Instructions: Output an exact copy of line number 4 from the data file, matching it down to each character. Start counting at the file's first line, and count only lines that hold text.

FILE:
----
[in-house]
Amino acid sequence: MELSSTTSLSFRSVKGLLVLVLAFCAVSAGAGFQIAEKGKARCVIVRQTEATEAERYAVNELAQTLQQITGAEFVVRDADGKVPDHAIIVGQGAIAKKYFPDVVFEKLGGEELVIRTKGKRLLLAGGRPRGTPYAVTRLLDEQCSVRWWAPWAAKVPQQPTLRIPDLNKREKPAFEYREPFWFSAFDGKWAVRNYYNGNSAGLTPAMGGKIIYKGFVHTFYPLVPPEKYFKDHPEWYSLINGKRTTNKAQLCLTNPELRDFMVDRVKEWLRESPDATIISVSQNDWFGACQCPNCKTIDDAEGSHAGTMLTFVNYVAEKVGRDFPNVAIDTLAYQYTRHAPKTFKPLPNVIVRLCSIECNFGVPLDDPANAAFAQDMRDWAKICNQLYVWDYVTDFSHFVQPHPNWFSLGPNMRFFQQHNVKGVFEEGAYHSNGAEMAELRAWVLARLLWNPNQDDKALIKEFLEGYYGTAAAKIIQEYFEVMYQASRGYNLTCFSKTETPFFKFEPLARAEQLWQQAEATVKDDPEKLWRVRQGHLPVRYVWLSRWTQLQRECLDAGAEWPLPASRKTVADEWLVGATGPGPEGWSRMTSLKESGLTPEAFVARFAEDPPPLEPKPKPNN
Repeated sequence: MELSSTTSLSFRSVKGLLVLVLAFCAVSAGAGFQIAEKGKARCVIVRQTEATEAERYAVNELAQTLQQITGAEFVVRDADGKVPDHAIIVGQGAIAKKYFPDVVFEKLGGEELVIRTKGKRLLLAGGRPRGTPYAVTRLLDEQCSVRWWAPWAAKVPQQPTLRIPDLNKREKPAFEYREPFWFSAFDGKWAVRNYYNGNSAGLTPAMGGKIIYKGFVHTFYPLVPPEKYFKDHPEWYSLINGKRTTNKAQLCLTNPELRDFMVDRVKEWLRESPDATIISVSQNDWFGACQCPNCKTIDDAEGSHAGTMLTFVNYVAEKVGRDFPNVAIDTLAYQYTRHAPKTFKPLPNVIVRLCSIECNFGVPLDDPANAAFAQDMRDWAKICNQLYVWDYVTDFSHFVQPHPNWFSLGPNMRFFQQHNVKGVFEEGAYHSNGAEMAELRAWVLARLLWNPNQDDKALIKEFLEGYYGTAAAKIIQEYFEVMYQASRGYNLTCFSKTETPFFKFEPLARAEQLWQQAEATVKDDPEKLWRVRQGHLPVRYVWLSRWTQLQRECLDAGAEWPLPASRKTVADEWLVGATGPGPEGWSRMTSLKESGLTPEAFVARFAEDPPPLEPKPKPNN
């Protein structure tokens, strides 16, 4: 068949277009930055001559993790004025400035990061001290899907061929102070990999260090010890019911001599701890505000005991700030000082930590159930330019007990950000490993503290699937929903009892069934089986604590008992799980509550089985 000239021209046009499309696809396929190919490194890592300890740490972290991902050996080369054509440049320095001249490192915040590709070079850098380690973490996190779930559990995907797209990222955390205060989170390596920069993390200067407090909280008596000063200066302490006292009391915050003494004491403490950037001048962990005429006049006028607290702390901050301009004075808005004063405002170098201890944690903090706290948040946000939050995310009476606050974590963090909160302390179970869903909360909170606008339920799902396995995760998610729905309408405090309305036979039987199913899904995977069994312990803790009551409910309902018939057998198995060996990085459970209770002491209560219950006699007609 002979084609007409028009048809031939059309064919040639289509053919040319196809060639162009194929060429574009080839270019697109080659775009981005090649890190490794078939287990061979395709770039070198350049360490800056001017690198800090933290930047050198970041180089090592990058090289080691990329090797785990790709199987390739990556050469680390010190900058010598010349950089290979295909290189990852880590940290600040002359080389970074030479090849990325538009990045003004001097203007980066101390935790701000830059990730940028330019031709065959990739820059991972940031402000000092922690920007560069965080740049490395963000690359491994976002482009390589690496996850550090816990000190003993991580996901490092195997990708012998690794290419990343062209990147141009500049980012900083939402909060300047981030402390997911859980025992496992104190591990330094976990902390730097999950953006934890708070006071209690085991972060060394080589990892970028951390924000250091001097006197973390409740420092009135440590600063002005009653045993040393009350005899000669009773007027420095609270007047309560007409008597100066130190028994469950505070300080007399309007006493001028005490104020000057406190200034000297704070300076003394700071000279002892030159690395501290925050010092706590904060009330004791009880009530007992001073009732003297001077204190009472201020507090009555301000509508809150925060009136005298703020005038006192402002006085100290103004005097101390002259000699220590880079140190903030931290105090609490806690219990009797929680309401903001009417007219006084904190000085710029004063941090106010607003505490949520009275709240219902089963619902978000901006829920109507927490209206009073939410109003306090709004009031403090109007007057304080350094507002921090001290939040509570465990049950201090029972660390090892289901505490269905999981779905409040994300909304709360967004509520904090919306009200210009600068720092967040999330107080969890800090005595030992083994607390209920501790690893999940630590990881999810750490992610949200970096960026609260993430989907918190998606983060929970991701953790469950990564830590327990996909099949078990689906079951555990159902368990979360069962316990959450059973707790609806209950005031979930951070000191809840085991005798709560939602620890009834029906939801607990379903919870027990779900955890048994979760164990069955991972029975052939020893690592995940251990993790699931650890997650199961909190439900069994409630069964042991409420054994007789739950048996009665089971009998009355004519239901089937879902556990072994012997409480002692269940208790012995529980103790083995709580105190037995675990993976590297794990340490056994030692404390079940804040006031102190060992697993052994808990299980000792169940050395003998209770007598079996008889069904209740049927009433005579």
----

């Protein structure tokens, strides 16, 4: 068949277009930055001559993790004025400035990061001290899907061929102070990999260090010890019911001599701890505000005991700030000082930590159930330019007990950000490993503290699937929903009892069934089986604590008992799980509550089985 000239021209046009499309696809396929190919490194890592300890740490972290991902050996080369054509440049320095001249490192915040590709070079850098380690973490996190779930559990995907797209990222955390205060989170390596920069993390200067407090909280008596000063200066302490006292009391915050003494004491403490950037001048962990005429006049006028607290702390901050301009004075808005004063405002170098201890944690903090706290948040946000939050995310009476606050974590963090909160302390179970869903909360909170606008339920799902396995995760998610729905309408405090309305036979039987199913899904995977069994312990803790009551409910309902018939057998198995060996990085459970209770002491209560219950006699007609 002979084609007409028009048809031939059309064919040639289509053919040319196809060639162009194929060429574009080839270019697109080659775009981005090649890190490794078939287990061979395709770039070198350049360490800056001017690198800090933290930047050198970041180089090592990058090289080691990329090797785990790709199987390739990556050469680390010190900058010598010349950089290979295909290189990852880590940290600040002359080389970074030479090849990325538009990045003004001097203007980066101390935790701000830059990730940028330019031709065959990739820059991972940031402000000092922690920007560069965080740049490395963000690359491994976002482009390589690496996850550090816990000190003993991580996901490092195997990708012998690794290419990343062209990147141009500049980012900083939402909060300047981030402390997911859980025992496992104190591990330094976990902390730097999950953006934890708070006071209690085991972060060394080589990892970028951390924000250091001097006197973390409740420092009135440590600063002005009653045993040393009350005899000669009773007027420095609270007047309560007409008597100066130190028994469950505070300080007399309007006493001028005490104020000057406190200034000297704070300076003394700071000279002892030159690395501290925050010092706590904060009330004791009880009530007992001073009732003297001077204190009472201020507090009555301000509508809150925060009136005298703020005038006192402002006085100290103004005097101390002259000699220590880079140190903030931290105090609490806690219990009797929680309401903001009417007219006084904190000085710029004063941090106010607003505490949520009275709240219902089963619902978000901006829920109507927490209206009073939410109003306090709004009031403090109007007057304080350094507002921090001290939040509570465990049950201090029972660390090892289901505490269905999981779905409040994300909304709360967004509520904090919306009200210009600068720092967040999330107080969890800090005595030992083994607390209920501790690893999940630590990881999810750490992610949200970096960026609260993430989907918190998606983060929970991701953790469950990564830590327990996909099949078990689906079951555990159902368990979360069962316990959450059973707790609806209950005031979930951070000191809840085991005798709560939602620890009834029906939801607990379903919870027990779900955890048994979760164990069955991972029975052939020893690592995940251990993790699931650890997650199961909190439900069994409630069964042991409420054994007789739950048996009665089971009998009355004519239901089937879902556990072994012997409480002692269940208790012995529980103790083995709580105190037995675990993976590297794990340490056994030692404390079940804040006031102190060992697993052994808990299980000792169940050395003998209770007598079996008889069904209740049927009433005579």